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Ahhh, mid-summer. The prelude to fall…my favorite time of year.

Cicadas have begun to echo their rattling song in the lush heavy-ness of a quickly approaching August. The day’s heat is trading its oppressive edge for a longer shadow. All the busy-ness that’s accumulated since the winter is passing in one great, final exhale right about now, and a modest measure of free-time is quietly making its way back, like the unconditional love of a good hunting dog.

While this free-time lets me get back to some much-needed fishing, it’s also when I’m able to get my bow out, stand twenty paces from a 3D target and wake up the shooting muscles that have been asleep since last season. The kids love when my free-time returns, when all my hunting gear starts appearing again from the barn. They know dad’s going to be taking them along for the ride. Aleida’s about the right age for her first bow. Cam’s not far off.

It could be that I just celebrated my 20th high school reunion this past weekend. It could be that we hosted a surprise party for my dad’s 60th birthday this past weekend too – I’ll get back to these. But when I pulled my bow out of its case at the range last night, it struck me just how much my dad has handed down to me, specifically as an outdoorsman.

There’s the obvious: All three bows I’ve hunted with, including the Mathews I shoot now, were dads previously. My first shotgun, a bolt-action 12 gauge Mossberg, was his as a kid, and I hunted with it until its retirement a couple seasons ago (there’s a story for another post). There are brand-new boots that just didn’t fit him right, hunting jackets, Pendleton shirts, my first tree-stand, fishing lures, rods and reels, knives, flashlights, a thermos or two. The list goes on.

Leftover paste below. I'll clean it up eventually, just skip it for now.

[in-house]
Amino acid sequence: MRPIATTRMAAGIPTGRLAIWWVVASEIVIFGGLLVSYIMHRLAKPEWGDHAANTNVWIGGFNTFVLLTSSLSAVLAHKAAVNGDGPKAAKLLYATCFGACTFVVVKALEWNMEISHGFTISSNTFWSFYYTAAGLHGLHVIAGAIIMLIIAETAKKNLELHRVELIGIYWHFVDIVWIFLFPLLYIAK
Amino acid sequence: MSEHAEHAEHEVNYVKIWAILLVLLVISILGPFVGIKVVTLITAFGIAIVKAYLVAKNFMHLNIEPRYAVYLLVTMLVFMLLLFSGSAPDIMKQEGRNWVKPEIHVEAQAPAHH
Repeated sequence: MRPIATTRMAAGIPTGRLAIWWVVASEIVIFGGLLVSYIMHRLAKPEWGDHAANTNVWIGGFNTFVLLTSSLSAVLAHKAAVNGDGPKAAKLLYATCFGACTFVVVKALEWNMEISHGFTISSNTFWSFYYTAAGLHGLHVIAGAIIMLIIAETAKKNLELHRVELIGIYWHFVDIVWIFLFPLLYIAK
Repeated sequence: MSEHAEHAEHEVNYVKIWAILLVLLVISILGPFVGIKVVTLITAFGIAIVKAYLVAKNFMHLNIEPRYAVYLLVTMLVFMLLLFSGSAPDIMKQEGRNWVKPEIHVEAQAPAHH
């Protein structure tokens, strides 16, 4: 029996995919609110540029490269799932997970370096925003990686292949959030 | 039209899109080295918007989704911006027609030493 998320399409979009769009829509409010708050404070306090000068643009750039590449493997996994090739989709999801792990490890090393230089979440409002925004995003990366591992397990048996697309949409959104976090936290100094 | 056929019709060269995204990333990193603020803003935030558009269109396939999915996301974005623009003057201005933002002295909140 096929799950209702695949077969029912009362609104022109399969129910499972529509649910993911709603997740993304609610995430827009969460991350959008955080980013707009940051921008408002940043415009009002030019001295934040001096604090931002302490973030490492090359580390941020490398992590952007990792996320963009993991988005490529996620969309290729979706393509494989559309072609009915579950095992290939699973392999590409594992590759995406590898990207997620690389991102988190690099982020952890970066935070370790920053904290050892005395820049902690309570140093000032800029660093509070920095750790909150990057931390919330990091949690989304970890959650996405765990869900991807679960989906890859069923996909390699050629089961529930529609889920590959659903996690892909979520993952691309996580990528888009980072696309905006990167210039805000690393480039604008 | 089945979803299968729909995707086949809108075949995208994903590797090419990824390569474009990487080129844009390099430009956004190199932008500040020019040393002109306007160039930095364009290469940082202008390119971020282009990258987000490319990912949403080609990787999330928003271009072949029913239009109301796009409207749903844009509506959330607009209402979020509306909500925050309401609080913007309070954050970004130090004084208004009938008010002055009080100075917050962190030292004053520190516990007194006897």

Handing down the tools of the trade, so to speak, was his way of making sure I had what I needed for a good start, and would get me out in the woods with him at least once. Where I took it from there would depend on my own moxie. I’ve always valued these gifts because they were his and because I know how much he loves the outdoors. But the gear is only part of the inheritance. The stories and lessons, friendship and time together…those are the real deal. That’s a hand-me-down that’ll still be there when all the gear has worn out.

As I said, my 20th just went into the record books, as did my dad’s birthday. Sunday afternoon a handful of my friends made their reunion-exhausted way, with spouses and kids, over to our place for one last cookout. We turned the kids loose on the pool, sodas and chips and simply relaxed in the sun. Watching the kids and how they interacted with each other was like watching little versions of us. They weren’t perfect, but if there was an issue, they managed to figure everything out and get back to getting along.

The next day, my dad’s shin-dig brought out a bunch of his old buds from school…folks who have known me since I came home from the hospital some 38 years ago, brand-spankin’ new and carrying my dad’s first name. At one point, the boys were telling one of my dad’s friends, an avid outdoorsman, stories about catching bass and getting to shoot a .22 for the first time. Excited and proud as all get-out, you’d have thought just discovered Disneyland in their backyard. My dad’s friend looked up, winked at me and said, wonder where they get that from.

Exactly.


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5 Comments

  • bob says:

    sounds too darn perfect to me. being a sierra trout wrangler and growing up with dad the attorney / fisherman, all was not quite that quaint. nice read though.

  • Grant Taylor says:

    Matt, this is just wonderful.

    Makes me wish I shared these things with my Dad. I’d always wished for that. Don’t get me wrong, it was extremely special to have learned from and hunted with my uncle and grandfather, and our buddies. Sharing that with your Dad, though, is a very different thing. Your kids are very, very fortunate.

    Be well, and see you soon. Maybe you and I can hit the woods this year for a day in the Fall.

    Grant

  • Fishingpoet says:

    Bob – you’re absolutely right, it’s not always that quaint…but when it is, I ain’t gonna complain 🙂

    Grant – thanks boss. It is something I’ll always smile about. And yes…a day in the woods is about due!

  • Terrific post, Matt. We sure got lucky with our dads, didn’t we?

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